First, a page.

Seriously though, I'd like to have a conversation sometime about this subject.

detheologized said...

That "winning since 33AD" quip in the graphic implies that the atheist argument is 'clinched' by Golgotha. That's just wrong. Probably designed by an ex-evangelical who has sadly imploded into atheism, not knowing he never actually had a religion that Jesus would call “Christianity.”

Don't forget Epicurus lived almost 400 years before the crucifixion and the written gospels. He had no idea what Christ was to reveal but was convinced of the obvious omni-impotence of Zeus and the rest of the Greek deities.

Epicurus was obviously smarter than any evangelical I've ever read or talked to, so I'm thinking he would have been able to see past the bad theology and carefully read all 4 Gospels (rather than mistaking Christ’s religion for some rare comments in Paul’s epistles). If so, he is likely to have taken his argument off the boards or at least seen that since Pentecost the question cannot logically or ethically be about prevention of evil any more, but must be about overcoming evil with good.

-John A.

Michelle said...

Excellent thoughts John. This post was spurred by the above graphic which I found posted as a friend's Facebook profile pic. I have to admit, I can sympathize with their (athesists') common criticisms of Christianity (I realize this quote by Epicurus wasn't a commentary on Christianity but a lot of atheists express similar complaints) although I don't reach the same conclusions obviously because my theology isn't represented in mainstream Christianity.

Reason's Whore said...

That is the biggest bunch of nonsense I've ever read. The comments make it even more bizarre. I can't really make heads or tails of what people think they're talking about.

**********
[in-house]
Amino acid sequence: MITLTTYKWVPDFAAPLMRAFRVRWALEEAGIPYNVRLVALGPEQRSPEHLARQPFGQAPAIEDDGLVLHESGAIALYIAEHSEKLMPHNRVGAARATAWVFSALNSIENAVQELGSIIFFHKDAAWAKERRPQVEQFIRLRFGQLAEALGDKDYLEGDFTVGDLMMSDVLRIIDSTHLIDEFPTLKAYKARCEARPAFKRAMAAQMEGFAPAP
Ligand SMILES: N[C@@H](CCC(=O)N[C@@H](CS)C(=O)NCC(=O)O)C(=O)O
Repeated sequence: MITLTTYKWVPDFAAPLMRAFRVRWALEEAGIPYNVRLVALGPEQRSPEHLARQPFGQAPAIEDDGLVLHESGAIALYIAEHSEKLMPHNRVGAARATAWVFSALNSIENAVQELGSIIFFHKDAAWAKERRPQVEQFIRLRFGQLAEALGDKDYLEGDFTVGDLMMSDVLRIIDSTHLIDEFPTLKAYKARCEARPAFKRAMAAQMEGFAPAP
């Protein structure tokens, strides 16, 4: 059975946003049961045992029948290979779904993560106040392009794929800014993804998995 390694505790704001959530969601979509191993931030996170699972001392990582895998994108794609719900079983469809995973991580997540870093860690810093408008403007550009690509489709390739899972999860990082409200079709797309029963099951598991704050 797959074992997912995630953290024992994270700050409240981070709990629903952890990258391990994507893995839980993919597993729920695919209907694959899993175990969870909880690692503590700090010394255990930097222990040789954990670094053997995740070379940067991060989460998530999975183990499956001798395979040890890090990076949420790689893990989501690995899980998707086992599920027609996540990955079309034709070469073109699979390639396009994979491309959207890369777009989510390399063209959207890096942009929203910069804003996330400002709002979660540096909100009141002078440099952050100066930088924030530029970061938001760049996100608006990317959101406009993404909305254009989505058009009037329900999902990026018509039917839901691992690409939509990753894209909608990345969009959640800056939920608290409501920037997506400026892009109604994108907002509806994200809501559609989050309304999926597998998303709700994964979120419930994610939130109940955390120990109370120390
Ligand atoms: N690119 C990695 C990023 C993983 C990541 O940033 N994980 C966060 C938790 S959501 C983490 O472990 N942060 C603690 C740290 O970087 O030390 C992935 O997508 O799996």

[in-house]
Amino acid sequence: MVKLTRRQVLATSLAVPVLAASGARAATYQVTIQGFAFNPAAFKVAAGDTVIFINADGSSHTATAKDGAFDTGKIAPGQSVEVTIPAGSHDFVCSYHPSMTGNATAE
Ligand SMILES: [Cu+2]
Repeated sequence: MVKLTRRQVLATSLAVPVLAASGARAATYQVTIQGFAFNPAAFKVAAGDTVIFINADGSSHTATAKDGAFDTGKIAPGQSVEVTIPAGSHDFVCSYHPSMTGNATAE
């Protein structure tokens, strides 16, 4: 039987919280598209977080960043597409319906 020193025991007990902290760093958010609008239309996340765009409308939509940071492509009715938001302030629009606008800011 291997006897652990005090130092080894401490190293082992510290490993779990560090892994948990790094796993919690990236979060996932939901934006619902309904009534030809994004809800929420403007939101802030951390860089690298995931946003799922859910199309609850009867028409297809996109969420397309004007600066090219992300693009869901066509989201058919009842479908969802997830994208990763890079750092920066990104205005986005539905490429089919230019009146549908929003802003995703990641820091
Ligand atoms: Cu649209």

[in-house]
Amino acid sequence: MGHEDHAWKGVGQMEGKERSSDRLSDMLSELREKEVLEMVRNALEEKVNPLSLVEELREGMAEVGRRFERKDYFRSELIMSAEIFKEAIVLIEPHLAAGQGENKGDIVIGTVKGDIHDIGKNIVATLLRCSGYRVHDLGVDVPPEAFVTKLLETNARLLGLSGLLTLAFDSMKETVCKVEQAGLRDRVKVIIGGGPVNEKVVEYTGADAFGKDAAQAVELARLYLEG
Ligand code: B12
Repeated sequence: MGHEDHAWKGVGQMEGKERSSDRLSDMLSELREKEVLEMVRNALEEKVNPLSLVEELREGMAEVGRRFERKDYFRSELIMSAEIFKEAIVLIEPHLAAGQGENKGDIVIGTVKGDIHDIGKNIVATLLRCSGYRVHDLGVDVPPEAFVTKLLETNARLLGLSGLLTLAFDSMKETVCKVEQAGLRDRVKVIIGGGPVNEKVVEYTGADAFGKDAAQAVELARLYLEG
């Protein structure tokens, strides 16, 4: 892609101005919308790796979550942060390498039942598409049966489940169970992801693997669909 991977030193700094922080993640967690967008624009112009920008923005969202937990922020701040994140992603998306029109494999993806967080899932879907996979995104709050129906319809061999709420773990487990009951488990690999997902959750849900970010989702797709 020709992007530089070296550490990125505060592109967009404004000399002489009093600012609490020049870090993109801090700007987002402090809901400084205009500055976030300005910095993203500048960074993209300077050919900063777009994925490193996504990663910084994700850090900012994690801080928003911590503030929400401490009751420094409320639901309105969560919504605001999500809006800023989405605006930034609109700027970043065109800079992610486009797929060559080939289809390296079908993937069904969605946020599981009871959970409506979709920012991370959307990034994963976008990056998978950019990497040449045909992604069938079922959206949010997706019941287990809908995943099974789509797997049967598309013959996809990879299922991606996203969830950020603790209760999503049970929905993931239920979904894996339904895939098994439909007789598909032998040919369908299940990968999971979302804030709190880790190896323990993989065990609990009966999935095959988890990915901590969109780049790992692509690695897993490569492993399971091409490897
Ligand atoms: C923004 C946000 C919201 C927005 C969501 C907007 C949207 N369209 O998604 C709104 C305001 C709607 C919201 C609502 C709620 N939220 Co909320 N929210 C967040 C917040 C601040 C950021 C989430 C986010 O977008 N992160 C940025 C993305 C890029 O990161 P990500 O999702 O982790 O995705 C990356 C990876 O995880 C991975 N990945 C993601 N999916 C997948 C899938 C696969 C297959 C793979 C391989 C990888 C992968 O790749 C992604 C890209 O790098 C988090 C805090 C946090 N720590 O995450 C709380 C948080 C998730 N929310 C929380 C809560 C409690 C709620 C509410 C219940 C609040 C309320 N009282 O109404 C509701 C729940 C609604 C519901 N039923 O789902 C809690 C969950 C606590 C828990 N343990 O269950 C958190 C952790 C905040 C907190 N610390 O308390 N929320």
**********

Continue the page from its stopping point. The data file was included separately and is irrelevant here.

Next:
If a benevolent, omnipotent god existed, it would not allow the kind of suffering to go on in the world that happens every day. Every day tens of thousands of little children die of starvation. Every day, people die of natural disasters. You can't blame either of these things on "free will" even if you accept that as an excuse for evil.

Moreover, Xians typically believe that people in heaven will have bliss and free will without sin, so it's unclear why a benevolent god would create a universe of suffering now.

Finally, blaming evil on Adam and Eve is the most idiotic idea of all. If god created man and gave us our nature, then blaming man for his actions would be ludicrous. It would be like blaming the tree for growing leaves, to continue that analogy.

So, far from undermining Epicurus, all you've apparently done is claim that you've moved away from a strict Xian theology into some kind of nebulous undefined belief in a good god who doesn't have to take responsibility for evil, for reasons that are not clear at all.

Brian said...

@RW. I think you missed the entire point of this post. The focus was on human evil rather than bad things happening to people in general.

Starvation of thousands of children every days is directly related to free will. In our day and time the only thing that allows starvation of this magnitude to continue is that you and I don't make it stop. The food is plentiful, we and others just don't do what it takes to get the food to those who are hungry. Which takes us back to the problem of human evil and free will.

Natural disasters are definitely bad things that can happen that can destroy or damage lives. The Christian story suggests this isn't the way God wants it to be but rather what we get when we prefer to rule the world rather than giving God the position. It's not punishment but rather like a child who insists on doing it "his way" when building a fort, a new toy or a lunch for himself. As a parent you can see where it's all going wrong but as long as they insist on their way or they'll walk away they build to the inevitable disaster. Still, we shouldn't just roll over when bad things happen, we should wrestle with God, argue with God, challenge God.